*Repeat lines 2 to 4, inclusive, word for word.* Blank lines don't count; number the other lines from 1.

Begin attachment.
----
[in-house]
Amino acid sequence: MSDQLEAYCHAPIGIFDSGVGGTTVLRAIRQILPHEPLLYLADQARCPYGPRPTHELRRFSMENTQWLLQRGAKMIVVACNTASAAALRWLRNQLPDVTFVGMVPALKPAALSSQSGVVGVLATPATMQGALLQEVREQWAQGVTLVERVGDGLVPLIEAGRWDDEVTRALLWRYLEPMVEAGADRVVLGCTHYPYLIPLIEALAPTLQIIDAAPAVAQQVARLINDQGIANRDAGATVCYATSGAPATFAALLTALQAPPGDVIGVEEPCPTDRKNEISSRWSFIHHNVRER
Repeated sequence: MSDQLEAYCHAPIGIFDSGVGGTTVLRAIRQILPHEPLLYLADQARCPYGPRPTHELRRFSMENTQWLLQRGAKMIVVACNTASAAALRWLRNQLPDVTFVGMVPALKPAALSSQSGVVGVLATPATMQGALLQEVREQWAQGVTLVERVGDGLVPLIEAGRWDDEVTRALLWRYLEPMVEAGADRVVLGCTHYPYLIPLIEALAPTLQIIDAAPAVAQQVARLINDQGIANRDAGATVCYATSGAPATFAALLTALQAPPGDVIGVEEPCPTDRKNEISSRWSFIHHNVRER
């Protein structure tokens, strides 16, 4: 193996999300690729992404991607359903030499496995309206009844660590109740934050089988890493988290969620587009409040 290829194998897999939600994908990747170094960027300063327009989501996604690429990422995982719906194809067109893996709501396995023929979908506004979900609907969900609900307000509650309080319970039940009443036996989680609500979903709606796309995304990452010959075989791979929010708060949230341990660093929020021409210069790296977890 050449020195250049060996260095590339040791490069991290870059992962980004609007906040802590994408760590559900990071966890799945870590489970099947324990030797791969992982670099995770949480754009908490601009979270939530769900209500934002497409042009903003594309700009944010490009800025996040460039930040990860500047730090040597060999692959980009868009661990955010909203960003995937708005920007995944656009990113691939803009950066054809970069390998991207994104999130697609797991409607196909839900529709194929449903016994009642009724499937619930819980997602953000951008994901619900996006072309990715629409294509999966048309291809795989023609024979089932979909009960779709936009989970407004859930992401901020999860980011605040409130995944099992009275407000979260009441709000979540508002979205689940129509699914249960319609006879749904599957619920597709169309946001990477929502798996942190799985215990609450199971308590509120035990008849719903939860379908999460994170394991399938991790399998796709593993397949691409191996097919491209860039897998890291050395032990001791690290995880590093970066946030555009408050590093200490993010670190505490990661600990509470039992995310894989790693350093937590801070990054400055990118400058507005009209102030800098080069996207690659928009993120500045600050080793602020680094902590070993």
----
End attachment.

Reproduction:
Amino acid sequence: MSDQLEAYCHAPIGIFDSGVGGTTVLRAIRQILPHEPLLYLADQARCPYGPRPTHELRRFSMENTQWLLQRGAKMIVVACNTASAAALRWLRNQLPDVTFVGMVPALKPAALSSQSGVVGVLATPATMQGALLQEVREQWAQGVTLVERVGDGLVPLIEAGRWDDEVTRALLWRYLEPMVEAGADRVVLGCTHYPYLIPLIEALAPTLQIIDAAPAVAQQVARLINDQGIANRDAGATVCYATSGAPATFAALLTALQAPPGDVIGVEEPCPTDRKNEISSRWSFIHHNVRER
Repeated sequence: MSDQLEAYCHAPIGIFDSGVGGTTVLRAIRQILPHEPLLYLADQARCPYGPRPTHELRRFSMENTQWLLQRGAKMIVVACNTASAAALRWLRNQLPDVTFVGMVPALKPAALSSQSGVVGVLATPATMQGALLQEVREQWAQGVTLVERVGDGLVPLIEAGRWDDEVTRALLWRYLEPMVEAGADRVVLGCTHYPYLIPLIEALAPTLQIIDAAPAVAQQVARLINDQGIANRDAGATVCYATSGAPATFAALLTALQAPPGDVIGVEEPCPTDRKNEISSRWSFIHHNVRER
């Protein structure tokens, strides 16, 4: 193996999300690729992404991607359903030499496995309206009844660590109740934050089988890493988290969620587009409040 290829194998897999939600994908990747170094960027300063327009989501996604690429990422995982719906194809067109893996709501396995023929979908506004979900609907969900609900307000509650309080319970039940009443036996989680609500979903709606796309995304990452010959075989791979929010708060949230341990660093929020021409210069790296977890 050449020195250049060996260095590339040791490069991290870059992962980004609007906040802590994408760590559900990071966890799945870590489970099947324990030797791969992982670099995770949480754009908490601009979270939530769900209500934002497409042009903003594309700009944010490009800025996040460039930040990860500047730090040597060999692959980009868009661990955010909203960003995937708005920007995944656009990113691939803009950066054809970069390998991207994104999130697609797991409607196909839900529709194929449903016994009642009724499937619930819980997602953000951008994901619900996006072309990715629409294509999966048309291809795989023609024979089932979909009960779709936009989970407004859930992401901020999860980011605040409130995944099992009275407000979260009441709000979540508002979205689940129509699914249960319609006879749904599957619920597709169309946001990477929502798996942190799985215990609450199971308590509120035990008849719903939860379908999460994170394991399938991790399998796709593993397949691409191996097919491209860039897998890291050395032990001791690290995880590093970066946030555009408050590093200490993010670190505490990661600990509470039992995310894989790693350093937590801070990054400055990118400058507005009209102030800098080069996207690659928009993120500045600050080793602020680094902590070993």